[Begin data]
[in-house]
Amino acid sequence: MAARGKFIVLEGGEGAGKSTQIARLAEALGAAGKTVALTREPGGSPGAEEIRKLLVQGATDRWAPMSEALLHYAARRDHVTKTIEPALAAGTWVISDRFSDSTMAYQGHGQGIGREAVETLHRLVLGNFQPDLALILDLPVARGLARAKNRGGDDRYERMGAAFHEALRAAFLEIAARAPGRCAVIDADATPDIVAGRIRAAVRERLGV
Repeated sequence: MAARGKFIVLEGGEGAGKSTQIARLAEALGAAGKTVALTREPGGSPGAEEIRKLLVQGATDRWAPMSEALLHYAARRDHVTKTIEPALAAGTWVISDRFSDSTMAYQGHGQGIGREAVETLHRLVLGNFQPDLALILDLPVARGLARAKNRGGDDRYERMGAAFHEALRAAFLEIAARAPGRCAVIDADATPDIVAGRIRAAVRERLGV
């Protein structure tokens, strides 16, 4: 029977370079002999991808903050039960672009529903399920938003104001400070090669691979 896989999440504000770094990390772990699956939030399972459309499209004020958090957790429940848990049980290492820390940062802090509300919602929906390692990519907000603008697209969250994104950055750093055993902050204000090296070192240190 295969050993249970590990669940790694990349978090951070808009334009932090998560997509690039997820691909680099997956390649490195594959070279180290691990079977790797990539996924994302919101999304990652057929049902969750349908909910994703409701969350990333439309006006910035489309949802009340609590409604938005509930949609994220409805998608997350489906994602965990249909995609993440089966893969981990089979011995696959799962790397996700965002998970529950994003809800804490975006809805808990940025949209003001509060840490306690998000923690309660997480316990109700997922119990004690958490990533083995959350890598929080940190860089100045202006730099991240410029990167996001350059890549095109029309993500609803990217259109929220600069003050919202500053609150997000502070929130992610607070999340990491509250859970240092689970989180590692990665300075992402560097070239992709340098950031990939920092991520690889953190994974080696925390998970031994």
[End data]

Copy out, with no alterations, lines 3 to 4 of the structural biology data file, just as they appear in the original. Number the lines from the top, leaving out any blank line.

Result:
Repeated sequence: MAARGKFIVLEGGEGAGKSTQIARLAEALGAAGKTVALTREPGGSPGAEEIRKLLVQGATDRWAPMSEALLHYAARRDHVTKTIEPALAAGTWVISDRFSDSTMAYQGHGQGIGREAVETLHRLVLGNFQPDLALILDLPVARGLARAKNRGGDDRYERMGAAFHEALRAAFLEIAARAPGRCAVIDADATPDIVAGRIRAAVRERLGV
């Protein structure tokens, strides 16, 4: 029977370079002999991808903050039960672009529903399920938003104001400070090669691979 896989999440504000770094990390772990699956939030399972459309499209004020958090957790429940848990049980290492820390940062802090509300919602929906390692990519907000603008697209969250994104950055750093055993902050204000090296070192240190 295969050993249970590990669940790694990349978090951070808009334009932090998560997509690039997820691909680099997956390649490195594959070279180290691990079977790797990539996924994302919101999304990652057929049902969750349908909910994703409701969350990333439309006006910035489309949802009340609590409604938005509930949609994220409805998608997350489906994602965990249909995609993440089966893969981990089979011995696959799962790397996700965002998970529950994003809800804490975006809805808990940025949209003001509060840490306690998000923690309660997480316990109700997922119990004690958490990533083995959350890598929080940190860089100045202006730099991240410029990167996001350059890549095109029309993500609803990217259109929220600069003050919202500053609150997000502070929130992610607070999340990491509250859970240092689970989180590692990665300075992402560097070239992709340098950031990939920092991520690889953190994974080696925390998970031994």